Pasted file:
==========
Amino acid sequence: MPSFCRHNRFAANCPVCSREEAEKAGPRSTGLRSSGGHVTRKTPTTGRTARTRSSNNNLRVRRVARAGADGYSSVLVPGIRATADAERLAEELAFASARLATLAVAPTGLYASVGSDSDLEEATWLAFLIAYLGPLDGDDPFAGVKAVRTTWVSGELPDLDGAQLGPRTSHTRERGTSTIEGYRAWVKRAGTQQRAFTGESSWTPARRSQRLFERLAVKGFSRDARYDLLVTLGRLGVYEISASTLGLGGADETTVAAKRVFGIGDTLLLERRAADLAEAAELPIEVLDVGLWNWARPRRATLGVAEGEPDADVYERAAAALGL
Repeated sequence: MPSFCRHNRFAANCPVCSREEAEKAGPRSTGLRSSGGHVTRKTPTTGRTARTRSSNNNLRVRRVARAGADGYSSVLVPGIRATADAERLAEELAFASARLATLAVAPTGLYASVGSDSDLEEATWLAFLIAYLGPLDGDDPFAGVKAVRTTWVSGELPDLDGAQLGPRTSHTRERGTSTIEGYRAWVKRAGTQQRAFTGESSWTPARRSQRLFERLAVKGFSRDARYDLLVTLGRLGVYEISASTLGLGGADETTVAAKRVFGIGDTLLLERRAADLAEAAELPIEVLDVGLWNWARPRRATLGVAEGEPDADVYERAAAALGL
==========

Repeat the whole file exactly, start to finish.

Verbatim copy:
Amino acid sequence: MPSFCRHNRFAANCPVCSREEAEKAGPRSTGLRSSGGHVTRKTPTTGRTARTRSSNNNLRVRRVARAGADGYSSVLVPGIRATADAERLAEELAFASARLATLAVAPTGLYASVGSDSDLEEATWLAFLIAYLGPLDGDDPFAGVKAVRTTWVSGELPDLDGAQLGPRTSHTRERGTSTIEGYRAWVKRAGTQQRAFTGESSWTPARRSQRLFERLAVKGFSRDARYDLLVTLGRLGVYEISASTLGLGGADETTVAAKRVFGIGDTLLLERRAADLAEAAELPIEVLDVGLWNWARPRRATLGVAEGEPDADVYERAAAALGL
Repeated sequence: MPSFCRHNRFAANCPVCSREEAEKAGPRSTGLRSSGGHVTRKTPTTGRTARTRSSNNNLRVRRVARAGADGYSSVLVPGIRATADAERLAEELAFASARLATLAVAPTGLYASVGSDSDLEEATWLAFLIAYLGPLDGDDPFAGVKAVRTTWVSGELPDLDGAQLGPRTSHTRERGTSTIEGYRAWVKRAGTQQRAFTGESSWTPARRSQRLFERLAVKGFSRDARYDLLVTLGRLGVYEISASTLGLGGADETTVAAKRVFGIGDTLLLERRAADLAEAAELPIEVLDVGLWNWARPRRATLGVAEGEPDADVYERAAAALGL